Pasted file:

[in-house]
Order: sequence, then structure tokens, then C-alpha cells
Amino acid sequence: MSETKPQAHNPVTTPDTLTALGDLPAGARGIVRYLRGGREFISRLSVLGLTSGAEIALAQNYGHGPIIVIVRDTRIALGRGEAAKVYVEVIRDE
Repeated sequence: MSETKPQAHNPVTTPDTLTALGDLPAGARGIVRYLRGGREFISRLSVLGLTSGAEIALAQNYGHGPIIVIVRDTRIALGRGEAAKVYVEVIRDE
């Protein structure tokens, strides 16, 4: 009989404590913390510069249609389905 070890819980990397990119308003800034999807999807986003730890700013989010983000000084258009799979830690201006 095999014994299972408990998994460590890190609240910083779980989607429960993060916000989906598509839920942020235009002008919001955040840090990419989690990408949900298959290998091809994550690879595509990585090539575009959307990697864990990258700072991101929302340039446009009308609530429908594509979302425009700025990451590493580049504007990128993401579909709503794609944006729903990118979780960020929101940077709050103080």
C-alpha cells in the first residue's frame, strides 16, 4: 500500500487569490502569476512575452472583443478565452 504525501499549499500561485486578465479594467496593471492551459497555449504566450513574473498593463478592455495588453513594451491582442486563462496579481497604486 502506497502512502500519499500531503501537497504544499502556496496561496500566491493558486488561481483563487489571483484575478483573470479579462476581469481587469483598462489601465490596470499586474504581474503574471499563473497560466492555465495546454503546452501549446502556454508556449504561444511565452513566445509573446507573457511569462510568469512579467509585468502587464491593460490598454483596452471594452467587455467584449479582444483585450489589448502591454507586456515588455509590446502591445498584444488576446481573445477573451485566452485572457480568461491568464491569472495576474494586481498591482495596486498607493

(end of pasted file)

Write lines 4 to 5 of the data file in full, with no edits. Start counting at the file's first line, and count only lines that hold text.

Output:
Repeated sequence: MSETKPQAHNPVTTPDTLTALGDLPAGARGIVRYLRGGREFISRLSVLGLTSGAEIALAQNYGHGPIIVIVRDTRIALGRGEAAKVYVEVIRDE
């Protein structure tokens, strides 16, 4: 009989404590913390510069249609389905 070890819980990397990119308003800034999807999807986003730890700013989010983000000084258009799979830690201006 095999014994299972408990998994460590890190609240910083779980989607429960993060916000989906598509839920942020235009002008919001955040840090990419989690990408949900298959290998091809994550690879595509990585090539575009959307990697864990990258700072991101929302340039446009009308609530429908594509979302425009700025990451590493580049504007990128993401579909709503794609944006729903990118979780960020929101940077709050103080």